The worldwide nonprofit sector is larger and more influential than previously thought, a new body of research says.
The United Nations Handbook on Nonprofit Institutions in the System of National Accounts, published in 2003, called for national statistical agencies to do a better job in reporting the size and economic heft of nonprofit groups around the world.
In response, 26 countries have committed to supplying such data to the Johns Hopkins Institute for Policy Studies and the U.N. Statistics Division, which are partnering on the project.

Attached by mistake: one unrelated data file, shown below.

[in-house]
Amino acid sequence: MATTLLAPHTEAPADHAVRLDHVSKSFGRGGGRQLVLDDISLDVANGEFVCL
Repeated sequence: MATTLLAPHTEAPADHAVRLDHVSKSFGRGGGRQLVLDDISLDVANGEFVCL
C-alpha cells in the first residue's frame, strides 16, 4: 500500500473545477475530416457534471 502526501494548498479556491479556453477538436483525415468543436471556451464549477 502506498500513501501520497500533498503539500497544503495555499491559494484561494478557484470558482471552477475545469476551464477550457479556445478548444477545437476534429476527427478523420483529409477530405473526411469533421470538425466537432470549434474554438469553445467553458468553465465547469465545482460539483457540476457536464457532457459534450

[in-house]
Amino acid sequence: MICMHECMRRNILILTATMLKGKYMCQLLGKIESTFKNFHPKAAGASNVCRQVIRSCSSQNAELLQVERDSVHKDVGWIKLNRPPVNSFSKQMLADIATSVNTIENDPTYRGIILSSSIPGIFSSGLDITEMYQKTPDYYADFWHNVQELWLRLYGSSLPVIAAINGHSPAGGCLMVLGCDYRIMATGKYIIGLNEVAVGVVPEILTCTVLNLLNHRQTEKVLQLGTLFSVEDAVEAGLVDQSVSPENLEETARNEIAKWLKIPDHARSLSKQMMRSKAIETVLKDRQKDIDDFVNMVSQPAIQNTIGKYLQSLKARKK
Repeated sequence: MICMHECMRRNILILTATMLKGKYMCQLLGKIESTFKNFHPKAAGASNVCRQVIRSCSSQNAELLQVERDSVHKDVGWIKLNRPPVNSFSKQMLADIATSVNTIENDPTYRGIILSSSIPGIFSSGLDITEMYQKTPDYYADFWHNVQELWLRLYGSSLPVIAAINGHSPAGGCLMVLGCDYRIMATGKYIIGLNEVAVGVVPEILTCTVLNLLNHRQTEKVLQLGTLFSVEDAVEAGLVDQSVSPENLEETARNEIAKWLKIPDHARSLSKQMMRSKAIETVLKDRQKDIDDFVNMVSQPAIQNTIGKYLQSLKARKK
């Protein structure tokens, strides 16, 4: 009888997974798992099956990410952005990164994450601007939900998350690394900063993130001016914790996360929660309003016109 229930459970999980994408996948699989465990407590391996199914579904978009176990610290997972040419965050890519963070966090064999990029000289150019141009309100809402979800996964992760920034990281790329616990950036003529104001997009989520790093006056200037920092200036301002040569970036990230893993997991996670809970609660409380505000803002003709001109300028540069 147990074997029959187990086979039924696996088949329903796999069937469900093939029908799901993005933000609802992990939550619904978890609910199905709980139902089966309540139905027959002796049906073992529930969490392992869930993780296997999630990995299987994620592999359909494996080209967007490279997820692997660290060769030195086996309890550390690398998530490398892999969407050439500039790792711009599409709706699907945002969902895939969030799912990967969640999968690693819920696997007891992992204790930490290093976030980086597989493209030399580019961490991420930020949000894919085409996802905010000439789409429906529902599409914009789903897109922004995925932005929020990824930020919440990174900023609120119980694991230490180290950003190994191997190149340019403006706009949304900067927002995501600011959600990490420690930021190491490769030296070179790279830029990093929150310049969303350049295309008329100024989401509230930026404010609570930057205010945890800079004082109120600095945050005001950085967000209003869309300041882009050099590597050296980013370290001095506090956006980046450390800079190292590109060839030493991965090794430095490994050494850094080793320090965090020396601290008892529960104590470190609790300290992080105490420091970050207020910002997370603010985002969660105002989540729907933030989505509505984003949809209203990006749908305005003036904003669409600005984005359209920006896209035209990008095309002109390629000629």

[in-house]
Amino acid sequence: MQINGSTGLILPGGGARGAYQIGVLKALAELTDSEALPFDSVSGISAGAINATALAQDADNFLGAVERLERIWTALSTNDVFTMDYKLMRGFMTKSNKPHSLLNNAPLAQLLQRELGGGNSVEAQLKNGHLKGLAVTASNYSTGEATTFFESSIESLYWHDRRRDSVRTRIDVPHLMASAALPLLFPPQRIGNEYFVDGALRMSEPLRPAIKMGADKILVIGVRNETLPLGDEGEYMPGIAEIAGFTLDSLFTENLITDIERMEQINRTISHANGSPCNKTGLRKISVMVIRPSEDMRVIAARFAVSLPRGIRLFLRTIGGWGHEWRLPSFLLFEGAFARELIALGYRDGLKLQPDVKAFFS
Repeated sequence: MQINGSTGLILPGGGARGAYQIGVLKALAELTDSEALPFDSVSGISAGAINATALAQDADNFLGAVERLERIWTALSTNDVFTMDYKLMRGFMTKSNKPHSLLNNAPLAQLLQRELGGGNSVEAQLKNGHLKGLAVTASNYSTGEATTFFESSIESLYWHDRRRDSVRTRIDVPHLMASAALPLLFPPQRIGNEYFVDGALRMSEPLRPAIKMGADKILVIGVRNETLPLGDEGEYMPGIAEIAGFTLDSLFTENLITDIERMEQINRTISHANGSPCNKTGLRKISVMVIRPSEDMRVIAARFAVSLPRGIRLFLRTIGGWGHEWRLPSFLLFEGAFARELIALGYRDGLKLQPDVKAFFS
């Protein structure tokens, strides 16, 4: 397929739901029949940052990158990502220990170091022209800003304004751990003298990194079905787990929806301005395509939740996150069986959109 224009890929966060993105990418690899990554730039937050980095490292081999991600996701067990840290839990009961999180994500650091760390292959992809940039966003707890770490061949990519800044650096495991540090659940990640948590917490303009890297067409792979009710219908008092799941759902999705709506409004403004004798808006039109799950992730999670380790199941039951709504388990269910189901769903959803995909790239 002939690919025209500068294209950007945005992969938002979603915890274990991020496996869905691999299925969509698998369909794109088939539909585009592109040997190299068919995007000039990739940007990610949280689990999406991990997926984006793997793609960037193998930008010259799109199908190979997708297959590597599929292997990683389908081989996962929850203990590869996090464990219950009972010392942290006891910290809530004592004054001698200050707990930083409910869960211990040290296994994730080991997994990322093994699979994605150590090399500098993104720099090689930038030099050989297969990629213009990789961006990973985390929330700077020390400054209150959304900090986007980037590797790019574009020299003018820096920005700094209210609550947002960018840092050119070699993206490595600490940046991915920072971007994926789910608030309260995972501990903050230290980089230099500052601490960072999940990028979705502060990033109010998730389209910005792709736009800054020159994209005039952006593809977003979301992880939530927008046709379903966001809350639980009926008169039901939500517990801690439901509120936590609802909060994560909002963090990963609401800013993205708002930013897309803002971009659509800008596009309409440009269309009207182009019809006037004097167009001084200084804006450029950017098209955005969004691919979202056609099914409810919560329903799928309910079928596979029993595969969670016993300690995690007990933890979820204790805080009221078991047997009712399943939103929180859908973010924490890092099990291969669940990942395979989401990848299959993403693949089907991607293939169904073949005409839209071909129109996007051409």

Data already submitted indicate Canada’s nonprofit sector, when including the value of volunteer time, represents almost 8 percent of the country’s gross domestic product, outpacing the retail trade and mining sectors.
The sector in the U.S., excluding volunteer time, represents 5 percent of gross domestic product, a larger share than agriculture, utilities and construction, the data say.
In Belgium, the sector’s contribution to gross domestic product grew at three times the rate of the country’s economy from 2000 to 2003.
Johns Hopkins hopes to receive data from at least 30 countries by 2008.